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Skoda Heavy Artillery- Plate 1

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As promised, this is the first of the eight plates published in the book "Built at Skoda Werke -Siege artillery in the collection of the Bucharest Military Museum" and it shows the 30.5cm mortar, model 1911.

It was the mainstay of the Austro-Hungarian siege batteries, and as such it saw action on pretty much every front during the first world war, from blasting the Fortresses of Liege to pummelling the Italian positions in the Dolomites.

It had a rather peculiar system for loading - the shell was far too heavy to be lifted by a single man, so instead it was wheeled around on a special trolley which climbed a set of curved rails to the back of the piece, where it was pushed onto a special tray. Four people then raised this tray up to the breech while a fifth pushed the projectile into the chamber. Needles to say, loading could only be undertaken with the barrel parallel to the ground, so the piece had to be re-aimed after each shot.

This rather graceful and really intricate piece of machinery was truly a marvel of technology, state-of-the art for its time, and it's a pity its main purpose was the wholesale slaughter of fellow humans some eleven kilometres away...

Preserved examples include one on display in Rovereto, Italy, another in the Belgrade Army museum (both shown in semi-disassembled configuration along with some of the transport trailers) and the third in the courtyard of the Military Museum of Bucharest.

Other plates in the series:

The cover

Plate I

Plate II


Plate IV

Plate V

Plate VI


Plate VII


Plate VIII
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Comments14
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stevep12's avatar
N3k0-the-Furry's avatar
looks cool, but i think it is not the firing position, it is the reload position.
i know that some old artillery have to be horizontal to be reloaded.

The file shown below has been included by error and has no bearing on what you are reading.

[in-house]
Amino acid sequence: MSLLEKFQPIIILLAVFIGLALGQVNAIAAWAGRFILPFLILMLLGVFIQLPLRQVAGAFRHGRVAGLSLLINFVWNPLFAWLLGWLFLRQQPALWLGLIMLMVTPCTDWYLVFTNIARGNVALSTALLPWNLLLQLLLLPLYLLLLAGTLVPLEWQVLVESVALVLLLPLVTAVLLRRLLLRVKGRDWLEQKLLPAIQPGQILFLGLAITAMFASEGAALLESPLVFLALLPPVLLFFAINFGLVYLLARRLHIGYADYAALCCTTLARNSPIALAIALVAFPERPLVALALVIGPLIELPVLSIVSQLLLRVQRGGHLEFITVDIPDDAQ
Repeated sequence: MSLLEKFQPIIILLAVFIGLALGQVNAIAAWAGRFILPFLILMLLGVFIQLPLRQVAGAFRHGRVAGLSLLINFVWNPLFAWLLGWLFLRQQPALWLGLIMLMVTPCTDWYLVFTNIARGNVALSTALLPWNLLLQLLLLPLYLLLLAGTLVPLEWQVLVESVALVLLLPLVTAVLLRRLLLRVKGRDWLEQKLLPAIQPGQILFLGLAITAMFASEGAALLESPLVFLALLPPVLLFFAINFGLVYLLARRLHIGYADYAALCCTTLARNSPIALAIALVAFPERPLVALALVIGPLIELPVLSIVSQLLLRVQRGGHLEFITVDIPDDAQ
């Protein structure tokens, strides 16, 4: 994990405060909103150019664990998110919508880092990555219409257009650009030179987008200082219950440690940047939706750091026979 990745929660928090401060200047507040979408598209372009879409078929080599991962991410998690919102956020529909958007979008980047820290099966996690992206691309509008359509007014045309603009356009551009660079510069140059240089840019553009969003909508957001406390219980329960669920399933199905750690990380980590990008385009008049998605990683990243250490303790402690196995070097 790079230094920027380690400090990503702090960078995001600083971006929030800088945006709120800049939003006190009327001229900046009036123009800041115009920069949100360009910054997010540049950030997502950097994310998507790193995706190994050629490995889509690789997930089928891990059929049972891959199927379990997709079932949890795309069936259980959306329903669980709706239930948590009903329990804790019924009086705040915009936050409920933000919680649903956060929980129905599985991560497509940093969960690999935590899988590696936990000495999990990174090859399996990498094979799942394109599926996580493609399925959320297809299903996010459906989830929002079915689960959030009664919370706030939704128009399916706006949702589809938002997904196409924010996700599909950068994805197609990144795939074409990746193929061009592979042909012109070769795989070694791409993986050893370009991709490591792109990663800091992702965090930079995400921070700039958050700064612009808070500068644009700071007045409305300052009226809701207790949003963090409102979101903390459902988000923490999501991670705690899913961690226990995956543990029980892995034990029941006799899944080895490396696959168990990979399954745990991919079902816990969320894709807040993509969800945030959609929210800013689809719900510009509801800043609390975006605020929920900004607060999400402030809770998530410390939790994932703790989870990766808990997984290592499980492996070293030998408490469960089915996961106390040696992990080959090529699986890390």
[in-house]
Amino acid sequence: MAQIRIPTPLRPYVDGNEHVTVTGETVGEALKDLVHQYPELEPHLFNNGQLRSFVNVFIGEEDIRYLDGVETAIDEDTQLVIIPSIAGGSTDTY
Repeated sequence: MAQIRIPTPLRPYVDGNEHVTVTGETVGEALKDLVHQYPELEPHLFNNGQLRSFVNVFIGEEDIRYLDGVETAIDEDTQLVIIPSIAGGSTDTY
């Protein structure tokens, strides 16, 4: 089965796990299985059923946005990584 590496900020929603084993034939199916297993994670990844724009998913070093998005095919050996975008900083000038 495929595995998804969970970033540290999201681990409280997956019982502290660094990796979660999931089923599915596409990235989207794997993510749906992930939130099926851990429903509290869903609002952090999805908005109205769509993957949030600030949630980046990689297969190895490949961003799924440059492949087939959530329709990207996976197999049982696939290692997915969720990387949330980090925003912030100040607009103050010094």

or maybe i understand firing position a little bit wrong. english is not my native language^^''
wingsofwrath's avatar
Oh, in this case "firing position" simply means the gun is assembled and ready for firing, as opposed to disassembled for transport (Skoda Heavy Artillery- Plate 2)
You are right that I've drawn it with the barrel horizontal and the shell about to be loaded, because I wanted to show the loading sequence - in fact, if you look  at the other drawings in the series I've drawn all of them being loaded, although, in some cases, I've also drawn them with the barrel raised for firing.
menapia's avatar
This is still way better than anything the Irish army has today:( (Sad) 
wingsofwrath's avatar
Actually, that's debatable - after all, it's not like there is any siege artillery still in use by anyone since ww2, and certainly I don't know of any fortresses that need reducing anywhere near Ireland!

Also, the main artillery of the Irish Army is the L118 light gun, which is a 105 mm gun-howitzer, with an effective range of 17,200 m. By comparison, the Škoda 30.5 cm Mörser M. 11 had an effective range of only 9,600 m. Sure, it fires a muuuch heavier shell, but I'm pretty sure you can't get it within range of the Irish Army without it being blown to smithereens by counter-battery fire even before managing to set up...

And yes, I get it you meant it as hyperbole, but really, considering the threats you currently face (none), the Irish Army is not that badly equipped. Certainly a lot better than the Romanian Army is, considering what we face (Russia just a stone throw away).
menapia's avatar
Unless we're invaded by the Isle of Man or Wales - we did get a fright last year when some Russian bombers came near Irish Airspace with their signals turned off - also I'm working on an Irish alt-history story set around our Easter Rising what weapons would you have recommended the Rebels smuggle in from Europe - they ended up using 1871 Mauser Gewehr single shot rifles.
MercenaryGraphics's avatar
Nice rendering.

Not an easy piece to illustrate.
frankpatriot's avatar
Great works on all you weapons painting and designed! I thought I should learn some skills from you for I want improve my own machines and weapons painting skills!
wbyrd's avatar
lets take a 12 inch naval gun, cut it down and ship it off to the front......

What do ya know...it worked....

what has always made me scratch my head is that most mobile and fixed heavy artillery (on land) were considered light guns by the navy. this monster is the same bore as a cruiser, or battle cruisers main guns...and most of them carried six to ten guns of this bore..only much longer in tube length.
HeinzHoerler's avatar
I jest love old guns like these
polo270's avatar
Its huge and very interesting...
jailgurdnegative's avatar
Such a beastly wonder. :D
Arianod's avatar
These are lovely too. Congratulations on getting published!
wingsofwrath's avatar
Thank you! I'm pretty proud of these plates, especially since my rendition of the big 420mm mortar M16 in deployed configuration is the first I've ever seen anywhere. There are entire tomes dedicated to the M17 version which the Germans also used during ww2 so it's widely documented, but of the M16 only the barrel and carriage remain, in transport configuration and without the base box, in the Bucharest military Museum.
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